The Mill on the Floss

by George Eliot

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What is the theme and basic idea of the novel "The Mill on the Floss" by George Eliot?

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“The Mill on The Floss,” is the story of Maggie Tulliver, (“who is impetuous, warm, and highly intelligent, but she is also forgetful and impulsive”), and her brother, Tom, (“who is bossy and convinced that he always knows what's good for everyone else, traits he displays in childhood and continues throughout the book”), living in a mill on the Floss River. Their father is a proud man who loves his children but angers easily in other areas, especially those concerning his business. He is easily gets his back up in a huff, and then does not easily forgive the person who angered him.

Maggie wants to be loved and accepted by her brother. Unfortunately, Tom takes her for granted. If he has something go wrong, he will take it out on her. Then he will miss her and pet her again; her world becomes fine again. When Mr. Tulliver's business fails, all his rage is directed at the man he feels is responsible. He then drags Tom and Maggie into his vendetta. Tom sides with his father. Maggie is caught in the storm of family issues.  This book is full of description and far too long to summarize in full here.  Look at the links provided below. The theme is simply a novel about the middle class family in England and the concept of the individual against society. Alan Bellringer has commented, "The two main themes of the novel, growing up and falling in love, lend themselves to amusement, but it is stunted growth and frustrated love that are emphasized."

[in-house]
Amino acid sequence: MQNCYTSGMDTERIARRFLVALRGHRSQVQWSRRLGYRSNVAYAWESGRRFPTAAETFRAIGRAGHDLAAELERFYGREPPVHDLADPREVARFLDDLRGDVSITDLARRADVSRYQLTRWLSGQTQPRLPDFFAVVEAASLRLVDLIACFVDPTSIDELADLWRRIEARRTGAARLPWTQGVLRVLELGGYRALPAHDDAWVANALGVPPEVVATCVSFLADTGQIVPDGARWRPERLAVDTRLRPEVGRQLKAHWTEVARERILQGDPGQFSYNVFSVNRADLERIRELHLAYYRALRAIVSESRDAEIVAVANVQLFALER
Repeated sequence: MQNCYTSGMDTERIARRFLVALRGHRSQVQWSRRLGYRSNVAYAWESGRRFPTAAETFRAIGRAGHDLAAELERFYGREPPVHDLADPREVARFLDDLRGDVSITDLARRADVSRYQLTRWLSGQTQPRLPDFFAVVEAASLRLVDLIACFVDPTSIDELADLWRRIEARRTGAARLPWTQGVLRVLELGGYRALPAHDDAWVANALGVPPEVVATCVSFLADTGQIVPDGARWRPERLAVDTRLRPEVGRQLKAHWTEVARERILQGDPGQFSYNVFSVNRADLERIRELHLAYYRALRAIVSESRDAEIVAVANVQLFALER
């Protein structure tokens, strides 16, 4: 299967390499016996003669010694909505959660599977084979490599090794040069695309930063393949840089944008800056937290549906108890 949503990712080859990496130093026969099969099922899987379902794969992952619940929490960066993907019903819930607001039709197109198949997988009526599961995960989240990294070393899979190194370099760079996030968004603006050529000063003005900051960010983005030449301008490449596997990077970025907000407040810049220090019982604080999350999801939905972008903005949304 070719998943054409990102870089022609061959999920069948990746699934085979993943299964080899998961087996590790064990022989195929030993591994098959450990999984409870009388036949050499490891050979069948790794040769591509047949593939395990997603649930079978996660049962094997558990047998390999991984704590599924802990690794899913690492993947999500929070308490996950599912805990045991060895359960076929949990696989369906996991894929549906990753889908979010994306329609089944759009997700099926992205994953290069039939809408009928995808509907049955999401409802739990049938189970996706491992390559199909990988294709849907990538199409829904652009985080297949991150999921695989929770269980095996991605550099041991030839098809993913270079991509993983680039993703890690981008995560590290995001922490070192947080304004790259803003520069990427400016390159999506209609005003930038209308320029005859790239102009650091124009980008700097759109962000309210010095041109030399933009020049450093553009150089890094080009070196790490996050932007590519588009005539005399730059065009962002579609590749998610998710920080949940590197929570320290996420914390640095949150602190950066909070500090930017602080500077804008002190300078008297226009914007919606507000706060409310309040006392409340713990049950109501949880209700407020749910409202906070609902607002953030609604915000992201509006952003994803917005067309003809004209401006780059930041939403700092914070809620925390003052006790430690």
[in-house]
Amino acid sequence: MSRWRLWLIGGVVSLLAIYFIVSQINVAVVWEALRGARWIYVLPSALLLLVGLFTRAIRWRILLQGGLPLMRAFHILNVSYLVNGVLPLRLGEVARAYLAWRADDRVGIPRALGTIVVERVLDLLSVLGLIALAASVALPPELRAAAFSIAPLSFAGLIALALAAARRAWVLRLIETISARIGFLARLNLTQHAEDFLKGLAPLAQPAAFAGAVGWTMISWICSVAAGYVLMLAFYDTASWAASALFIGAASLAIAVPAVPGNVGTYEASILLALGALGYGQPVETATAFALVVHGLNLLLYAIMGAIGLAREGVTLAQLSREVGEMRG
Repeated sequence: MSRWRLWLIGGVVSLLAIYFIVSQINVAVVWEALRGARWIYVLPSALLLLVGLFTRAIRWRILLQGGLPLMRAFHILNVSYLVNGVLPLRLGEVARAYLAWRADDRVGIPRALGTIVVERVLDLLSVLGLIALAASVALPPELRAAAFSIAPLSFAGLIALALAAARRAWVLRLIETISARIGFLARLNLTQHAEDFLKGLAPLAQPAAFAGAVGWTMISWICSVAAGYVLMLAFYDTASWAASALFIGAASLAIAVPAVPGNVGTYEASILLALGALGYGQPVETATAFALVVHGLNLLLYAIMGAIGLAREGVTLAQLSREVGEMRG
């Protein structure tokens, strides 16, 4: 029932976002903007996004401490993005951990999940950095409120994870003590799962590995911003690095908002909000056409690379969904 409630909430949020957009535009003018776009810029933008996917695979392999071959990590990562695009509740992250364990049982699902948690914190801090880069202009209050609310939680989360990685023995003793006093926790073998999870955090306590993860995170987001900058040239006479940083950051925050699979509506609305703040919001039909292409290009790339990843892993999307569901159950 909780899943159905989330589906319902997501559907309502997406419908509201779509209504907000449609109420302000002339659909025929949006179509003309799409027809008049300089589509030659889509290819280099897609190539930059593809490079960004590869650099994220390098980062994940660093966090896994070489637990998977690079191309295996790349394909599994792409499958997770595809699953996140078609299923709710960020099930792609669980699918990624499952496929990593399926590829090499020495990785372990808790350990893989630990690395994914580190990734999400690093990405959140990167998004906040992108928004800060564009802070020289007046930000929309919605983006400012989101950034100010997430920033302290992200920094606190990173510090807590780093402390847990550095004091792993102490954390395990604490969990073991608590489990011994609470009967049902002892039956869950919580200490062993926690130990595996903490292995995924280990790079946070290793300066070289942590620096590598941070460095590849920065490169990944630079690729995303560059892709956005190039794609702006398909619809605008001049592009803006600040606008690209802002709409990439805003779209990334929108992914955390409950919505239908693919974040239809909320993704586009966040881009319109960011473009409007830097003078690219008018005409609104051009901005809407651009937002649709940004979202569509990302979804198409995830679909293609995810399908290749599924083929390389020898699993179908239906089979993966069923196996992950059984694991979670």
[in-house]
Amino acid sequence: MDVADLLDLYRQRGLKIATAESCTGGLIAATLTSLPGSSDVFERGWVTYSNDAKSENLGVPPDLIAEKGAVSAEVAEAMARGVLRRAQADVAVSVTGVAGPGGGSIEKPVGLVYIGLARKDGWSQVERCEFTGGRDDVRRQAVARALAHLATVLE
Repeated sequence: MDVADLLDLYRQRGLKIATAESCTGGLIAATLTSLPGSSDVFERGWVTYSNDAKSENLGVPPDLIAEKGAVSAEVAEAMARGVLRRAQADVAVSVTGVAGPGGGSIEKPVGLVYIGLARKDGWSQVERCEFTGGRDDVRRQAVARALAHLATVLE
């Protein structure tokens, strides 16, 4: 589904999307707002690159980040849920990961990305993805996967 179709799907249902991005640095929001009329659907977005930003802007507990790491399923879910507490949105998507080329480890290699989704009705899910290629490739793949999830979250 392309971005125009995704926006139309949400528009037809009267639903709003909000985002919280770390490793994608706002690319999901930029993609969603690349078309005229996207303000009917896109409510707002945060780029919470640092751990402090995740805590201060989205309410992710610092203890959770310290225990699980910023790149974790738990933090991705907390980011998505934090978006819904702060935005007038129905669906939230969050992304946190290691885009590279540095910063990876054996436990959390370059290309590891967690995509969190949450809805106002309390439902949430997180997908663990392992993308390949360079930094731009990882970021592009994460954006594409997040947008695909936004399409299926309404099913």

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What is the concept of The Mill on the Floss?

If we are looking for a central concept or theme to this impressive work, I think it has to be an examination of the role of its central character, Maggie Tulliver, and the way that she is always shown to be in opposition to the wider society of which she is a part. The society in which she lives is constantly shown to be conservative, restrictive and narrow-minded, and Maggie's stubborness and the force of her character means that she is always at odds with it. Note how even as a child this theme is indicated through the way in which Maggie definitely does not conform to the image of a traditional girl. She is unkempt, messy and far too intelligent, so much so that her mother despairs of her and her father doubts that she will ever marry because of her intelligence. She is deemed to be "unnatural" by her parents and it is wondered how she will ever find a place for her in society.

As she grows up she has definite ideas about her own wants and desires and achieving freedom. This stands in stark contrast to her brother, Tom, who represents the opposite, as he seeks to live his life in accordance with the expectations of his family and society. The conflict that emerges between them leads Maggie into a crushing internal conflict as she has to face the conflicting urges of either yielding to societal forces and doing what others think she should do with her life, leading a profoundly frustrated life as a result, or to ignore her family and society and do what she pleases, becoming isolated and shunned. This internal conflict becomes so intense that the only possible ending is her own death, which incidentally allows her to be reunited with her much-loved brother.

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